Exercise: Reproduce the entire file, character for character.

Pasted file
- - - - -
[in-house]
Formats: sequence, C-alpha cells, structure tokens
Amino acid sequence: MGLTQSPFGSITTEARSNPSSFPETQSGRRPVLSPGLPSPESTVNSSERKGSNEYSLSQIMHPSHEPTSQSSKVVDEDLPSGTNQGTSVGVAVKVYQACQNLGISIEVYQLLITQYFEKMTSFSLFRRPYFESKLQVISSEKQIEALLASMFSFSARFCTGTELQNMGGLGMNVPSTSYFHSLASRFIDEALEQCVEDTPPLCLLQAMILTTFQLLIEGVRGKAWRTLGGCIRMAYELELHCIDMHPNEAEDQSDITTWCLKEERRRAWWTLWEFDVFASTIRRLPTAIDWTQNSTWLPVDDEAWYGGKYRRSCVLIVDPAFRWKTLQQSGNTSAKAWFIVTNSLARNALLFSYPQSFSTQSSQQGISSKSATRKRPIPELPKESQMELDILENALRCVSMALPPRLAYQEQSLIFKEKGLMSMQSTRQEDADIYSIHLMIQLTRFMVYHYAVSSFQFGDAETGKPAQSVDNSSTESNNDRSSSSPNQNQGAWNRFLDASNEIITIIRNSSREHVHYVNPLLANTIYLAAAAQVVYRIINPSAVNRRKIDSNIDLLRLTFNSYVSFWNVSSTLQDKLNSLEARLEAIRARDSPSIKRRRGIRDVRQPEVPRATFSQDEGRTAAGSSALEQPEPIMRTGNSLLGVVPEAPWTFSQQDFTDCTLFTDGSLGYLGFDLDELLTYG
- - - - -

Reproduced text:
[in-house]
Formats: sequence, C-alpha cells, structure tokens
Amino acid sequence: MGLTQSPFGSITTEARSNPSSFPETQSGRRPVLSPGLPSPESTVNSSERKGSNEYSLSQIMHPSHEPTSQSSKVVDEDLPSGTNQGTSVGVAVKVYQACQNLGISIEVYQLLITQYFEKMTSFSLFRRPYFESKLQVISSEKQIEALLASMFSFSARFCTGTELQNMGGLGMNVPSTSYFHSLASRFIDEALEQCVEDTPPLCLLQAMILTTFQLLIEGVRGKAWRTLGGCIRMAYELELHCIDMHPNEAEDQSDITTWCLKEERRRAWWTLWEFDVFASTIRRLPTAIDWTQNSTWLPVDDEAWYGGKYRRSCVLIVDPAFRWKTLQQSGNTSAKAWFIVTNSLARNALLFSYPQSFSTQSSQQGISSKSATRKRPIPELPKESQMELDILENALRCVSMALPPRLAYQEQSLIFKEKGLMSMQSTRQEDADIYSIHLMIQLTRFMVYHYAVSSFQFGDAETGKPAQSVDNSSTESNNDRSSSSPNQNQGAWNRFLDASNEIITIIRNSSREHVHYVNPLLANTIYLAAAAQVVYRIINPSAVNRRKIDSNIDLLRLTFNSYVSFWNVSSTLQDKLNSLEARLEAIRARDSPSIKRRRGIRDVRQPEVPRATFSQDEGRTAAGSSALEQPEPIMRTGNSLLGVVPEAPWTFSQQDFTDCTLFTDGSLGYLGFDLDELLTYG